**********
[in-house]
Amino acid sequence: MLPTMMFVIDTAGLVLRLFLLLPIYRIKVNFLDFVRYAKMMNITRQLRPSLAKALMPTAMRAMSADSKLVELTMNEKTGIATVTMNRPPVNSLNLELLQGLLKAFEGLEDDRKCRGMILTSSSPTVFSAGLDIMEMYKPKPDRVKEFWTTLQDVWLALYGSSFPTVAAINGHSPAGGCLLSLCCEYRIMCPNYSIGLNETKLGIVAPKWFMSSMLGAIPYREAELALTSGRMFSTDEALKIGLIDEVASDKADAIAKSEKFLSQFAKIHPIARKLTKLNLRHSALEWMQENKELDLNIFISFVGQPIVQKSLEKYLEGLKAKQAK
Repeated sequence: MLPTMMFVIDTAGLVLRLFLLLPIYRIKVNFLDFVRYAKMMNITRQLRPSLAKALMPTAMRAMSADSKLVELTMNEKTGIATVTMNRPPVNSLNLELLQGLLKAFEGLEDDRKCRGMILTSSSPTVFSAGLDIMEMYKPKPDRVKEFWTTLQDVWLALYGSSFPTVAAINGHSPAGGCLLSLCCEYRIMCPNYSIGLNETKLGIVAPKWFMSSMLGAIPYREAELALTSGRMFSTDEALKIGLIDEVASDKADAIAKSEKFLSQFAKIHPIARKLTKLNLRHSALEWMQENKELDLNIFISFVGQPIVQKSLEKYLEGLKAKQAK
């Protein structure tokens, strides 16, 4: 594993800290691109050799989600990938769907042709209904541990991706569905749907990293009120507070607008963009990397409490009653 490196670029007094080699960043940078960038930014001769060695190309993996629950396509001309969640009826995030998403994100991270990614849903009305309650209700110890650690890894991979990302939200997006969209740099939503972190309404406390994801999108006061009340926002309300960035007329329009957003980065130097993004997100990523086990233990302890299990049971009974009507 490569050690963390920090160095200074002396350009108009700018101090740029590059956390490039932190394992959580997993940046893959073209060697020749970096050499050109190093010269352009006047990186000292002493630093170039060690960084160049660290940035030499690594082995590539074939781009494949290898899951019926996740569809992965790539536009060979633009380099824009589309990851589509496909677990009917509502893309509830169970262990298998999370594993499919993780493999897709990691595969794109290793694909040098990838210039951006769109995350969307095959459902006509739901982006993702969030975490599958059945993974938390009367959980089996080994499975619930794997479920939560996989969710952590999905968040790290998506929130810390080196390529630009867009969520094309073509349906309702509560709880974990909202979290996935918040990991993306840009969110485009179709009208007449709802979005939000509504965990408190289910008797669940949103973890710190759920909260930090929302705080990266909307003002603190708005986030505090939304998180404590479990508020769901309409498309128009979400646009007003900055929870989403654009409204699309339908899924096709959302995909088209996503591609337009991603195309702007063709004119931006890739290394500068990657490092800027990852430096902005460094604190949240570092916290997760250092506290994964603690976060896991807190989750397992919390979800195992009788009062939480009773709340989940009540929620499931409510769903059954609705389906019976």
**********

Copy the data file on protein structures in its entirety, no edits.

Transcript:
[in-house]
Amino acid sequence: MLPTMMFVIDTAGLVLRLFLLLPIYRIKVNFLDFVRYAKMMNITRQLRPSLAKALMPTAMRAMSADSKLVELTMNEKTGIATVTMNRPPVNSLNLELLQGLLKAFEGLEDDRKCRGMILTSSSPTVFSAGLDIMEMYKPKPDRVKEFWTTLQDVWLALYGSSFPTVAAINGHSPAGGCLLSLCCEYRIMCPNYSIGLNETKLGIVAPKWFMSSMLGAIPYREAELALTSGRMFSTDEALKIGLIDEVASDKADAIAKSEKFLSQFAKIHPIARKLTKLNLRHSALEWMQENKELDLNIFISFVGQPIVQKSLEKYLEGLKAKQAK
Repeated sequence: MLPTMMFVIDTAGLVLRLFLLLPIYRIKVNFLDFVRYAKMMNITRQLRPSLAKALMPTAMRAMSADSKLVELTMNEKTGIATVTMNRPPVNSLNLELLQGLLKAFEGLEDDRKCRGMILTSSSPTVFSAGLDIMEMYKPKPDRVKEFWTTLQDVWLALYGSSFPTVAAINGHSPAGGCLLSLCCEYRIMCPNYSIGLNETKLGIVAPKWFMSSMLGAIPYREAELALTSGRMFSTDEALKIGLIDEVASDKADAIAKSEKFLSQFAKIHPIARKLTKLNLRHSALEWMQENKELDLNIFISFVGQPIVQKSLEKYLEGLKAKQAK
């Protein structure tokens, strides 16, 4: 594993800290691109050799989600990938769907042709209904541990991706569905749907990293009120507070607008963009990397409490009653 490196670029007094080699960043940078960038930014001769060695190309993996629950396509001309969640009826995030998403994100991270990614849903009305309650209700110890650690890894991979990302939200997006969209740099939503972190309404406390994801999108006061009340926002309300960035007329329009957003980065130097993004997100990523086990233990302890299990049971009974009507 490569050690963390920090160095200074002396350009108009700018101090740029590059956390490039932190394992959580997993940046893959073209060697020749970096050499050109190093010269352009006047990186000292002493630093170039060690960084160049660290940035030499690594082995590539074939781009494949290898899951019926996740569809992965790539536009060979633009380099824009589309990851589509496909677990009917509502893309509830169970262990298998999370594993499919993780493999897709990691595969794109290793694909040098990838210039951006769109995350969307095959459902006509739901982006993702969030975490599958059945993974938390009367959980089996080994499975619930794997479920939560996989969710952590999905968040790290998506929130810390080196390529630009867009969520094309073509349906309702509560709880974990909202979290996935918040990991993306840009969110485009179709009208007449709802979005939000509504965990408190289910008797669940949103973890710190759920909260930090929302705080990266909307003002603190708005986030505090939304998180404590479990508020769901309409498309128009979400646009007003900055929870989403654009409204699309339908899924096709959302995909088209996503591609337009991603195309702007063709004119931006890739290394500068990657490092800027990852430096902005460094604190949240570092916290997760250092506290994964603690976060896991807190989750397992919390979800195992009788009062939480009773709340989940009540929620499931409510769903059954609705389906019976």